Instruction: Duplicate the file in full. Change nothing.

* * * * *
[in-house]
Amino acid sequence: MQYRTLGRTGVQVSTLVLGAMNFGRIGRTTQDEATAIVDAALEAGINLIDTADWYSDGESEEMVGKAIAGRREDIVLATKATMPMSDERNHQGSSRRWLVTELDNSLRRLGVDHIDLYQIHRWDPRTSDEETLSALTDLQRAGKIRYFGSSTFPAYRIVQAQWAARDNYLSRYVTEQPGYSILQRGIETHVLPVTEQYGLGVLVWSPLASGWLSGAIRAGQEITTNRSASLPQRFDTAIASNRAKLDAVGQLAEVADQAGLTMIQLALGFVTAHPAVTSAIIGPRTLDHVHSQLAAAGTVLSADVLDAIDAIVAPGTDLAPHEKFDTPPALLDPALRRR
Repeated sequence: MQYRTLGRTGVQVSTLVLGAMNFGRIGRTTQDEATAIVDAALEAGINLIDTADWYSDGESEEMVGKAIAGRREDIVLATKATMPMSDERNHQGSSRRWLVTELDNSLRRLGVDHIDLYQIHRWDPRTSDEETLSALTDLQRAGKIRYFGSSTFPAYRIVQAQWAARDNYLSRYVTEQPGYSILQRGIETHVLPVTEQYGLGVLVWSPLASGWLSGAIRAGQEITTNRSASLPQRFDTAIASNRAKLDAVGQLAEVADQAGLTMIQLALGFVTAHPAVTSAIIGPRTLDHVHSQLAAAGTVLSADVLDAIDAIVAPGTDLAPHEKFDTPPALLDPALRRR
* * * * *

[in-house]
Amino acid sequence: MQYRTLGRTGVQVSTLVLGAMNFGRIGRTTQDEATAIVDAALEAGINLIDTADWYSDGESEEMVGKAIAGRREDIVLATKATMPMSDERNHQGSSRRWLVTELDNSLRRLGVDHIDLYQIHRWDPRTSDEETLSALTDLQRAGKIRYFGSSTFPAYRIVQAQWAARDNYLSRYVTEQPGYSILQRGIETHVLPVTEQYGLGVLVWSPLASGWLSGAIRAGQEITTNRSASLPQRFDTAIASNRAKLDAVGQLAEVADQAGLTMIQLALGFVTAHPAVTSAIIGPRTLDHVHSQLAAAGTVLSADVLDAIDAIVAPGTDLAPHEKFDTPPALLDPALRRR
Repeated sequence: MQYRTLGRTGVQVSTLVLGAMNFGRIGRTTQDEATAIVDAALEAGINLIDTADWYSDGESEEMVGKAIAGRREDIVLATKATMPMSDERNHQGSSRRWLVTELDNSLRRLGVDHIDLYQIHRWDPRTSDEETLSALTDLQRAGKIRYFGSSTFPAYRIVQAQWAARDNYLSRYVTEQPGYSILQRGIETHVLPVTEQYGLGVLVWSPLASGWLSGAIRAGQEITTNRSASLPQRFDTAIASNRAKLDAVGQLAEVADQAGLTMIQLALGFVTAHPAVTSAIIGPRTLDHVHSQLAAAGTVLSADVLDAIDAIVAPGTDLAPHEKFDTPPALLDPALRRR